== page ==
Innocence Project Deeply Disappointed that Missouri AG Refuses to Recognize the Injustice to George Allen Who Has Served 30 Years for a Murder He Didn’t Commit
Paul Cates | 212-364-5346 | firstname.lastname@example.org
Ameer Gado | 314-359-2745 | email@example.com
Daniel Harvath | 314-259-2205 | firstname.lastname@example.org
(ST. LOUIS, MO. – March 30, 2012) Missouri Attorney Chris Koster will file legal papers today defending the conviction of George Allen who has served 30 years for a murder that significant evidence proves he did not commit. Most of this evidence, including serology evidence and newly discovered fingerprints excluding Allen, was known to the state prior to trial but was never turned over to the defense as required.
“We are deeply disappointed that the Attorney General’s office is refusing to acknowledge that George Allen did not get a fair trial when we now know that exculpatory serology evidence was hidden from the defense. There is also new exculpatory DNA results and powerful evidence that an over zealous detective fed Mr. Allen facts that led to a false confession,” said Barry Scheck, Co-Director of the Innocence Project, which is affiliated with Cardozo School of Law. “It’s shameful that the state is defending this case despite recent testimony from one of the detectives involved in the investigation and prosecution who expressed the same concerns we have about the reliability of the confession.”
In its response today, the state defended Allen’s prosecution even though critical evidence pointing to Allen’s innocence was never disclosed to the defense, including serology evidence pointing to Allen’s innocence as well as newly discovered fingerprint evidence excluding Allen as the source of the prints. At trial, the state claimed that these prints were inconclusive. After years of asking for the prints and being told that the no longer existed, Allen’s attorneys were recently able to get the prints though a subpoena, and the analyst’s notes reveal that reveal Allen was excluded as the source of the prints and that the prints were compared to other possible suspects after Allen was excluded. This confirms other recently discovered evidence that the police were skeptical even before his trial that Allen was the real perpetrator. At a recent deposition, Detective Ron Scaggs admitted that the police investigating the case were “iffy” about Allen’s guilt.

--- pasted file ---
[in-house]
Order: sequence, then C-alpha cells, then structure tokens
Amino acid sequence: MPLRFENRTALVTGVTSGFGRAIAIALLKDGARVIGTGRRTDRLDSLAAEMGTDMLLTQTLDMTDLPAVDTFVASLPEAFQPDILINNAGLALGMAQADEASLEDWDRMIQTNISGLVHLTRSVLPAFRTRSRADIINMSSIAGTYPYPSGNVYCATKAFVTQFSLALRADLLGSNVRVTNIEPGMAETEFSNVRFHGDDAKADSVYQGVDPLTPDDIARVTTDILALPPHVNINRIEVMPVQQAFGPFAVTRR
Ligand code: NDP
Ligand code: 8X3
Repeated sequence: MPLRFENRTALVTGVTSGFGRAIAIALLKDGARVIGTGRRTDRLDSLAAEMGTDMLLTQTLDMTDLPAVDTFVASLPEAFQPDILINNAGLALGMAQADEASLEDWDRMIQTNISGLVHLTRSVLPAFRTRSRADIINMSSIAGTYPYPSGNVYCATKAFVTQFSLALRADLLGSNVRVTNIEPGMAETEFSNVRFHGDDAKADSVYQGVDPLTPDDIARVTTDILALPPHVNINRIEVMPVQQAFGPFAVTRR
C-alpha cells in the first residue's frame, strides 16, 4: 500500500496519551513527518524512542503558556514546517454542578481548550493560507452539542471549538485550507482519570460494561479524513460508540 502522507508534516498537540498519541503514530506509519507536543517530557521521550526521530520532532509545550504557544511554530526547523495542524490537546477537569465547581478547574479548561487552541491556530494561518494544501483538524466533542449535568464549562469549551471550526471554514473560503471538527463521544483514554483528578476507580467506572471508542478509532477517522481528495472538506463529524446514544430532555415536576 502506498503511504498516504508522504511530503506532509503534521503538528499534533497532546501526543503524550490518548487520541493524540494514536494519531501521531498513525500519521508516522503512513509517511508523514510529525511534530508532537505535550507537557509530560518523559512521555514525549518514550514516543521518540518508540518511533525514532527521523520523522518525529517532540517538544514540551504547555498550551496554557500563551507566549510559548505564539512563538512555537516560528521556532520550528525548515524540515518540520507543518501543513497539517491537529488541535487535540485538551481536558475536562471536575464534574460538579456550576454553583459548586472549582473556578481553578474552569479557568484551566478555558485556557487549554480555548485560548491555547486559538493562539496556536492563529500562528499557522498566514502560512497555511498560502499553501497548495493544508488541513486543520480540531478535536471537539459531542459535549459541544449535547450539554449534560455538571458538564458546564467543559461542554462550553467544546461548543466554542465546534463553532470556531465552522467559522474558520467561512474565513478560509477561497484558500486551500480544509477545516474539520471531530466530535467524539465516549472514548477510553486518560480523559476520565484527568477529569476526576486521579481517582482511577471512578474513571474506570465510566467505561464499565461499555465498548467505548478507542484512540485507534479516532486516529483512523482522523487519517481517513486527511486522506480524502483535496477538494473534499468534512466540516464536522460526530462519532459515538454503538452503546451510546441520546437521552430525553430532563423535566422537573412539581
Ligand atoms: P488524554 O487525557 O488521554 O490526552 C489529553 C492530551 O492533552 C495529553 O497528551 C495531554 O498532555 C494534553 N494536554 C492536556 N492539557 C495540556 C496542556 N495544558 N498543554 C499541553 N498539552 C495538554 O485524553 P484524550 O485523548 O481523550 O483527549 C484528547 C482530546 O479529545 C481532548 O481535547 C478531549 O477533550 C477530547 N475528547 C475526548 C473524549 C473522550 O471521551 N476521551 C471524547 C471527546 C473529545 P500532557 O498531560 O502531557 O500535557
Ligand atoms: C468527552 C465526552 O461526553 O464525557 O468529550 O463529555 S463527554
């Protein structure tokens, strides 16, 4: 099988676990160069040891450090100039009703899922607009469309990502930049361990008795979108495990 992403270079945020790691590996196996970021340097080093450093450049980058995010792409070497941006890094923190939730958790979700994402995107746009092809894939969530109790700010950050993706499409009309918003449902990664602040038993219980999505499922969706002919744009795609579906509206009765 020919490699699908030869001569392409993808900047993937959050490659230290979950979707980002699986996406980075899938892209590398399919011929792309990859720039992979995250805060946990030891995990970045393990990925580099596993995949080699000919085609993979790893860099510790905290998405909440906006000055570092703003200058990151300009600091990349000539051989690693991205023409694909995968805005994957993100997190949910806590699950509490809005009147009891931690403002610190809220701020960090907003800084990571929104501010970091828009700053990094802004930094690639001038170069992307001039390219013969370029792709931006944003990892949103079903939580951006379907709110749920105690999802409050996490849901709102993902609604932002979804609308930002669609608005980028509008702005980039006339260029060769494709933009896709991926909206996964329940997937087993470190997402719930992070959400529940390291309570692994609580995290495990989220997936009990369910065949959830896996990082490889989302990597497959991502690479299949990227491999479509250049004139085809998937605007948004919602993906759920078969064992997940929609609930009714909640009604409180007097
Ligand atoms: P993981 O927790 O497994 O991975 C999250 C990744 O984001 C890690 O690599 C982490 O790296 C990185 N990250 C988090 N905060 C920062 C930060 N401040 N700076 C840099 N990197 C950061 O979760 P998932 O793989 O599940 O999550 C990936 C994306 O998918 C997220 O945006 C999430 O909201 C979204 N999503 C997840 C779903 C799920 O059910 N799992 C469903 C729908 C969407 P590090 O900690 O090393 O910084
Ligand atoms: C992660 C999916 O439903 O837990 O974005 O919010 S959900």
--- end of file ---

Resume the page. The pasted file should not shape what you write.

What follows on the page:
“We felt at a minimum that the Attorney General’s office would acknowledge the multiple constitutional violations that were committed in Mr. Allen’s prosecution. The volume of exculpatory evidence that was withheld and false testimony that was given at his trial is staggering” said Ameer Gado, Counsel at Bryan Cave, LLP. “While Mr. Allen shouldn’t have to serve another day in prison, we are at least hopeful that the court will quickly recognize the injustice that has been done here and reverse Mr. Allen’s conviction.”
Daniel Harvath, Associate at Bryan Cave, LLP, added, “Knowing what we now know about the evidence, it’s hard to imagine how a jury could possibly convict Mr. Allen, and it would be grossly unfair to even submit him to another trial given all the evidence pointing to his innocence.”
Allen is represented by Scheck and Staff Attorney Olga Akselrod of the Innocence Project and Gado, Harvath and Associate Tim O’Connell with Bryan Cave, LLP.
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